In the early 1980s, a male bonobo named Kanzi made headlines with its assumed linguistic skills. Coached from an early age by primatologist Sue Savage-Rumbaugh, the ape understood a wide variety of commands.
A new study throws some cold water on the enthusiasm. According to a report in the journal Science:
“But a new study reveals he may not be as brainy as scientists thought—at least when it comes to grammar. The original test consisted of 660 verbal commands, in English, that asked Kanzi to do things like ‘show me the hot water’ and ‘pour cold water in the potty.’ Overall, the ape did well, responding correctly 71.5% of the time (compared with 66.6% for an infant human). But when the researchers asked him to perform an action on more than one item, his performance plummeted to just 22.2%, according to the new analysis.”
Obviously, the bonobo failed to understand basic grammar:
“When he was asked to ‘give the lighter and the shoe to Rose,’ for example, he gave Rose the lighter, but no shoe. When asked to ‘give the water and the doggie to Rose,’ he gave her the toy dog, but no water. The cause? Animals like bonobos may have a harder time than humans in processing complex noun phrases like ‘water and doggie,’ linguist Robert Truswell of the University of Edinburgh reported in New Orleans, Louisiana, this week at the Evolution of Language conference.”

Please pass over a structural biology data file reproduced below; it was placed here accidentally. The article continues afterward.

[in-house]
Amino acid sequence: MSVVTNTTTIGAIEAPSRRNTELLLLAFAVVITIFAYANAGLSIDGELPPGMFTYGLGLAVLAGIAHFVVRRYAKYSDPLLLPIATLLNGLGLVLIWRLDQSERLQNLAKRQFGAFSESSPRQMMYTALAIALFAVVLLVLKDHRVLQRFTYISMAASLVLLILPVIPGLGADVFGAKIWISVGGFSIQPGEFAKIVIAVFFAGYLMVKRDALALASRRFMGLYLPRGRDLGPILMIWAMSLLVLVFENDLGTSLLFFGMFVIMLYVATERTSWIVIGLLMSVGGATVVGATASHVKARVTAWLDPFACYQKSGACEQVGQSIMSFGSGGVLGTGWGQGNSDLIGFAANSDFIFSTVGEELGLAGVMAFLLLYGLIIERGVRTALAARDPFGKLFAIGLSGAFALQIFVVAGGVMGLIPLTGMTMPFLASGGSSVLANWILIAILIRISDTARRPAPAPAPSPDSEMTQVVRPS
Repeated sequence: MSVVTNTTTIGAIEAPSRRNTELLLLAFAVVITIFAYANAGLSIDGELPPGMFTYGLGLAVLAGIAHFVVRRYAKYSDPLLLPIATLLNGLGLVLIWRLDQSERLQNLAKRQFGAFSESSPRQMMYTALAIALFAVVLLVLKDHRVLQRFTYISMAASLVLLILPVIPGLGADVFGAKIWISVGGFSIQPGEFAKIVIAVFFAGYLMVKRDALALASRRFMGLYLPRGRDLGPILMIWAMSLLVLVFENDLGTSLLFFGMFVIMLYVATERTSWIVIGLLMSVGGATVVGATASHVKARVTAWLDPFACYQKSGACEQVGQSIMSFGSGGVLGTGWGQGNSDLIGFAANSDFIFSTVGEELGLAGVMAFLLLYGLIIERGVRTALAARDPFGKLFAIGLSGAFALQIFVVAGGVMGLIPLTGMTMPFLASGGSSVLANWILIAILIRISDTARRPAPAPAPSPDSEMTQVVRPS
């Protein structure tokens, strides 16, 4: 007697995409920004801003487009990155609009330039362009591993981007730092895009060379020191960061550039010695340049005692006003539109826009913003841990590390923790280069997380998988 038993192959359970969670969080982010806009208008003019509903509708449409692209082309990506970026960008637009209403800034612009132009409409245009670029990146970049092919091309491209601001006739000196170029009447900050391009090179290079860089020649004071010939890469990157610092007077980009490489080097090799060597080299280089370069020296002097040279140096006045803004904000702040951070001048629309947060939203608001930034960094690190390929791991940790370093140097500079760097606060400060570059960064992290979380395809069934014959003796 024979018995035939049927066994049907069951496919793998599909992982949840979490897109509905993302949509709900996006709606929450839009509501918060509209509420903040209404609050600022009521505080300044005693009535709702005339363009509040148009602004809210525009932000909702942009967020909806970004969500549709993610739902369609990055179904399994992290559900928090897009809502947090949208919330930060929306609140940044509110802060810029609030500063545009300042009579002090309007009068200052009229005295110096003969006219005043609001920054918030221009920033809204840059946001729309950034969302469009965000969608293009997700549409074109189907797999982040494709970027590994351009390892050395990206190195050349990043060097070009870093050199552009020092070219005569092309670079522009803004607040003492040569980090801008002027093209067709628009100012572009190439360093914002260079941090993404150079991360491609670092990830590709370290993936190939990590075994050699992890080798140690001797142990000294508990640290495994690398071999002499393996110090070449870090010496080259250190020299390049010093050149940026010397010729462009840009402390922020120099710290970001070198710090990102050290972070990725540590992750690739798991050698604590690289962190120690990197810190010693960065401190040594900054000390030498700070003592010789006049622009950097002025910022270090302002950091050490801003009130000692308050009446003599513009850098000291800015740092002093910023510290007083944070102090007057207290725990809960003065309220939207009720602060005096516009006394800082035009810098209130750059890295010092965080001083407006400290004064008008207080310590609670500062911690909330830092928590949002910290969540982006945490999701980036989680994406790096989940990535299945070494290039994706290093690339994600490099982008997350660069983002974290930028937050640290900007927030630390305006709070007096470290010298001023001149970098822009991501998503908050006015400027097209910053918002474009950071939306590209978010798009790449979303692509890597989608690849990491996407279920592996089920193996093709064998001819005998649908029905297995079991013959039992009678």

While we can teach animals to carry out easy tasks, it seems that grammar is beyond their comprehension:
“This feature of grammar—which effectively ‘nests’ one unit within the bigger construct of a sentence—is easily picked up by humans, allowing us to communicate—and understand—more complex ideas.”
This all highlights our uniqueness. Only humans were created in God’s image. While dogs can be cute and we can teach them to fetch the newspaper, for instance, a huge intellectual gap makes us distinct from all animals.